Alan Farb isn’t satisfied with Westminster’s response to the rising homelessness in the city and he made that quite clear during their Nov. 14 study session discussion of the city’s …
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Alan Farb isn’t satisfied with Westminster’s response to the rising homelessness in the city and he made that quite clear during their Nov. 14 study session discussion of the city’s Continuum of Compassion program.
“I find this to be a rather disingenuous phrase that the city, primarily through this council, endorses and parades around as if it is being kind, merciful, humane when in fact the practice is the opposite,” he said.
While he champions the two homeless navigators the city has hired to work with those experiencing homelessness to connect them to resources, he said the money sent from Westminster to Jefferson County to provide a space for those people to stay doesn’t make any sense since the facility would be in Arvada or Lakewood.
“To give neighboring cities Westminster dollars in hopes Westminster’s homeless will migrate to these cities? I find this ignorant and short-sighted,” he said. “We keep moving people and they go elsewhere in the city. Why? Because Westminster is their home.”
He said the process of the Continuum makes it difficult for the homeless navigators to do their job if park rangers and police officers are dispersing those experiencing homelessness. He thinks the steps of the process are used to remove and redistribute the “resident homeless” with the police force.
The Continuum of Compassion was first presented to the city council at a study session on Sept. 19. The plan includes a mental health navigator program and homeless navigator program and spells out how they would respond to camps on private property, city open space and city parks, fields and structures.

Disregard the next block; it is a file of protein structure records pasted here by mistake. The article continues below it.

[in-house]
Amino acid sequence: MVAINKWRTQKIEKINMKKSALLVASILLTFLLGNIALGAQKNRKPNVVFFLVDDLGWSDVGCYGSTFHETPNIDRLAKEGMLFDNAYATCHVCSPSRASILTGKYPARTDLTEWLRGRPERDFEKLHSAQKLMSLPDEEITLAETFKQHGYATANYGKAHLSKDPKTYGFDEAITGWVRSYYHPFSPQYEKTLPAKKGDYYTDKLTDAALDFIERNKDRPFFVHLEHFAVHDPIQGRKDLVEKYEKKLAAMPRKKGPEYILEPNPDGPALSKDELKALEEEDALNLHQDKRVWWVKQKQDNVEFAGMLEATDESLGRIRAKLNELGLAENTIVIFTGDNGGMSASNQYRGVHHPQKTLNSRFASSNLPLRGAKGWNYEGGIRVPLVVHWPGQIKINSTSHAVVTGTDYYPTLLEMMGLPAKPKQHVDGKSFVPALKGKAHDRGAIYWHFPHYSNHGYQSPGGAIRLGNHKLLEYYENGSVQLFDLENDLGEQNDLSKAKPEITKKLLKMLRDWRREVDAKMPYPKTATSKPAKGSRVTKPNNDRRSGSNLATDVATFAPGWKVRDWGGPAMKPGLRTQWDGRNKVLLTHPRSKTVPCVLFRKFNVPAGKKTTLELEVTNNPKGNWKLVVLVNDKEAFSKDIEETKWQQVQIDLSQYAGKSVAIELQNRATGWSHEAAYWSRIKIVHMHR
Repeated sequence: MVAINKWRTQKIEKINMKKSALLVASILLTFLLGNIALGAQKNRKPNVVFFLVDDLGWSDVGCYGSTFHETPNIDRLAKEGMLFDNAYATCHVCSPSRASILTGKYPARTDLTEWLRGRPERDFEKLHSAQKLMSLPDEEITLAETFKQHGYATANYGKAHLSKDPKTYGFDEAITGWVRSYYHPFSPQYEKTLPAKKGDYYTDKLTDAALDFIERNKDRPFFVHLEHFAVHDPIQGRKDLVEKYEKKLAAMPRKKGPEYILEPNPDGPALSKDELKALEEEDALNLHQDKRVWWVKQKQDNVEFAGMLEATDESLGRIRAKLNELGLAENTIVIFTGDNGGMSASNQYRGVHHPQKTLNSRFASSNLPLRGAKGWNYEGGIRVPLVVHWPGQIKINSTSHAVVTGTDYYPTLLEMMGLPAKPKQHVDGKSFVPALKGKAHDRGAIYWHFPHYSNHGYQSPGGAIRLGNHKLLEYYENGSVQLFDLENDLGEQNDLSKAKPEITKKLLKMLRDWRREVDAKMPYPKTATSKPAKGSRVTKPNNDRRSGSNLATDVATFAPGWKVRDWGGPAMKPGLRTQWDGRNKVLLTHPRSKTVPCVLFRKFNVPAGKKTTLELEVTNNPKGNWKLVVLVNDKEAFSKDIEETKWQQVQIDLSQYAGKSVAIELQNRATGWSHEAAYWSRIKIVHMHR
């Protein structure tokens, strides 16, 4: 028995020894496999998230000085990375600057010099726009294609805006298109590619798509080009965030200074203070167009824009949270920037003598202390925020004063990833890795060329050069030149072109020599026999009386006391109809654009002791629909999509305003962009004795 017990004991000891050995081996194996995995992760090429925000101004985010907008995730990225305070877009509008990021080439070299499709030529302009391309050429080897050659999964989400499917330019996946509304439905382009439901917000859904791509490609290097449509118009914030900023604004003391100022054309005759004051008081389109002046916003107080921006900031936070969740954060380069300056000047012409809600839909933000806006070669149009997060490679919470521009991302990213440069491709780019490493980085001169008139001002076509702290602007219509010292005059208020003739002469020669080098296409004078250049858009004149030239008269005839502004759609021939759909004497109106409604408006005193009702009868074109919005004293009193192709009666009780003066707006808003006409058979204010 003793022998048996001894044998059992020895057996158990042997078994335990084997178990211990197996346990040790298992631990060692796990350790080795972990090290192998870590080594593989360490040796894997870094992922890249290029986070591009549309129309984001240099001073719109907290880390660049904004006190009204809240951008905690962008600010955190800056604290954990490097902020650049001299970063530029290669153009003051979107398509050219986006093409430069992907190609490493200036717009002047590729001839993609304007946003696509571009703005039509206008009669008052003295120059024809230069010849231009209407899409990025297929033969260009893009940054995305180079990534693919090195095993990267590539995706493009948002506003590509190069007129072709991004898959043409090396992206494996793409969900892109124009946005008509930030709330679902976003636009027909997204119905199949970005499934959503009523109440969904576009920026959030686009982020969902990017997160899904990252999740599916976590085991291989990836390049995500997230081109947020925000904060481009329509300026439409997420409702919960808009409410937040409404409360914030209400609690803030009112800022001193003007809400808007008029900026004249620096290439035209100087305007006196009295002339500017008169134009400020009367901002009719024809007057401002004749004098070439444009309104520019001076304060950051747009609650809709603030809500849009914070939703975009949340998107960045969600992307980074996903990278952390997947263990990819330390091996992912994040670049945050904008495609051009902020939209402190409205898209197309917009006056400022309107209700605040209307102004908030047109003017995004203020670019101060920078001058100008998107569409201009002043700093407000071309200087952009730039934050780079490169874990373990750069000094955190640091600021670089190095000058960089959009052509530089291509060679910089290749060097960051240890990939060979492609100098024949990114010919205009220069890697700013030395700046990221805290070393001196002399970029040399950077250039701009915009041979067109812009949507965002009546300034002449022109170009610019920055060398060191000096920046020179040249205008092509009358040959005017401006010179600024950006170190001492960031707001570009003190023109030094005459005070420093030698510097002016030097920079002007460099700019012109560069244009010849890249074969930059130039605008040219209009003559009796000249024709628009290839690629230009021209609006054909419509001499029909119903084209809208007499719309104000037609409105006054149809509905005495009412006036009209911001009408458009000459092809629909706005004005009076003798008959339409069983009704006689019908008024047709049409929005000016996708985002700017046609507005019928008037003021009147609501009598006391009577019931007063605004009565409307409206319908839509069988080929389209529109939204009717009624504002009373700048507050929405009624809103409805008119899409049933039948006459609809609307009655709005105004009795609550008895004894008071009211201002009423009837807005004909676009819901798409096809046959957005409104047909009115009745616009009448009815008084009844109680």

The continuum consists of two services and a flow chart of three different scenarios of encampments on different types of property. Residents can report homeless encampments or concerns regarding people experiencing homelessness to the Westminster Police Department.
Once reported, the city then determines what type of land the encampment is on.
For private property, WPD will issue code enforcement actions. If there are environmental hazards, police will begin steps to ease and resolve the problem. Private property owners, Villano explained, must be willing to work with the police department to address it.
For city-owned property other than parks, recreation and library buildings, offenders will be given a trespass notice.
If an encampment is on city parks, recreation or library property, homeless navigators take the lead and will work with the people on-site to determine the next steps. However, if the individuals refuse service, then park rangers take over and will issue a trespass notice.
For recreation vehicles, they will be given 24-hour notice to vacate.
The mental health co-responder program is one service. It includes four and a half staff positions, which are three co-responders, one case manager and a part-time supervisor. The co-responders go on calls with the police department to help de-escalate situations.
Within the same realm is the homeless navigator program. This service provides two homeless navigators who help those unhoused find housing if they are willing. They also direct people to resources.
The homeless navigators generally spend between five to ten hours each week going to the encampments to provide case management services, which may include benefit assistance, acquiring identification documents, health referrals and housing assistance.